Squeeze Me, Come On And Squeeze Me: Why Finish Line Rallied Over 20%

| About: The Finish (FINL)


Shares of Finish Line rallied over 20% as the company reported strong Q1 results.

Management is executing on improving the operational side of the business.

Fashion trends are a tailwind for Finish Line.

The short interest doubled in May, causing an epic short squeeze.

I'm staying long shares with a fair value of $27.

Shares of Finish Line (NASDAQ:FINL) rallied over 20% on the market's darkest day of the year as the company reported better-than-expected sales results and kept guidance in tact in light of horrible guides from fellow mall-based retailers. Long-time followers know that I've been bullish on the company, calling it my best idea for 2016. I still think shares look inexpensive, and I think the new management team demonstrated that they have a much greater sense of urgency than the prior management team.

On the surface, a company rallying over 20% on 2.3% y/y sales growth sounds ridiculous. But it's not. The surge was driven by a combination of a new management team showing promise of strong execution and an old fashion short squeeze. Overall, Finish Line's share price has only recovered to its March highs, and I believe shares have more runway.

Management shows promise of execution

Previous CEO Glen Lyon was undoubtedly a legend in retail. For whatever reason, he never seemed to properly motivate the company and put the proper focus that was needed on both execution and merchandising. Lyon was also slow to make changes to adopt to online competition.

Even though he was a core part of Lyon's senior management team, new CEO Sam Sato has shown little patience with the supply-chain issues that plagued that company and has worked aggressively to push the company greater into omnichannel retail in his limited time on the job.

Frankly, most of Lyon's biggest disasters came from operational execution rather than merchandising. When the company attempted to revamp its website in November of 2012, the site crashed, didn't work particularly well, and overall, it was a complete failure. It cost the company millions of sales on Black Friday. A similar experienced occurred in last year's third and fourth quarters again cost the company millions of dollars in lost sales and profits.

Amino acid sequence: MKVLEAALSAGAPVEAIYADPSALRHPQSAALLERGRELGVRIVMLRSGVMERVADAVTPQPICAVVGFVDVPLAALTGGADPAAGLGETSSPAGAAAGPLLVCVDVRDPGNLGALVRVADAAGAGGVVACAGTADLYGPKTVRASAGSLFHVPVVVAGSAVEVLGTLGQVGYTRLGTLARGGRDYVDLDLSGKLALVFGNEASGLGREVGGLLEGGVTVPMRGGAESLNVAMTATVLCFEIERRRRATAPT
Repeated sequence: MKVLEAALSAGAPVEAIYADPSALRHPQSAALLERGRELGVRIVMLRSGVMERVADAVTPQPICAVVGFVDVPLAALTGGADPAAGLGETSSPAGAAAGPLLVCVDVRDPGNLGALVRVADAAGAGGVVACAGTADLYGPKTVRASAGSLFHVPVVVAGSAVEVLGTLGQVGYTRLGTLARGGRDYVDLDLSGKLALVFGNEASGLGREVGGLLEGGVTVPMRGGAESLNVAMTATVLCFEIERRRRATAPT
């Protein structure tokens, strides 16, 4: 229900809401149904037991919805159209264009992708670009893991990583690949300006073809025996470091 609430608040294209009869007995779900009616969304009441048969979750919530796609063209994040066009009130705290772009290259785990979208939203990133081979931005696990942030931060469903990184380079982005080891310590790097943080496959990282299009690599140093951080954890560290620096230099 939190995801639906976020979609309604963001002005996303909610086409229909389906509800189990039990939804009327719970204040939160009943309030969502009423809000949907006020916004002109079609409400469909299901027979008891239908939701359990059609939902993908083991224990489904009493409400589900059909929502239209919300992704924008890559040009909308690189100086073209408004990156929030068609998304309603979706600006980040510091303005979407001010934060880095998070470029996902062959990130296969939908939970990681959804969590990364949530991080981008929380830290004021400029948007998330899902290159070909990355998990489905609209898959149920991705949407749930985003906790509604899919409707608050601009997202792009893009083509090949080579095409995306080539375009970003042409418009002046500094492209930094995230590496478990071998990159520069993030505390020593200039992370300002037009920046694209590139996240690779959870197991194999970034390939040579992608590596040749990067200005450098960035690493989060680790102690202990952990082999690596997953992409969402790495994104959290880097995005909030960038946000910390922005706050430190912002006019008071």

In the wake of these disasters, Sato has invested heavily in improving these areas. In 1Q'17, Finish Line saw its fulfillment rate in the first 24 hours jump from 80% to 90%, indicating increased efficiency. Click-to-door, fulfillment rates, and cancellation rates are all improving.

Additionally, the company is in the midst of revamping many of its Chicago stores a nationwide remodel program likely on the horizon. Rival Foot Locker (NYSE:FL) performed a similar nationwide remodel over the past few years, and I think improving the stores will carry at least an ROIC in excess of Finish Line's cost of capital. The new stores that will be part of a leaner footprint should lead to a better and more consistent consumer experience.

Another positive during the quarter is the hire of long-time Nordstrom (NYSE:JWN) executive John Hall. Hall will take over as Chief Merchandising Officer from the fashion forward department store, and I suspect he will greatly improve Finish Line's ability to spot trends for casual offerings.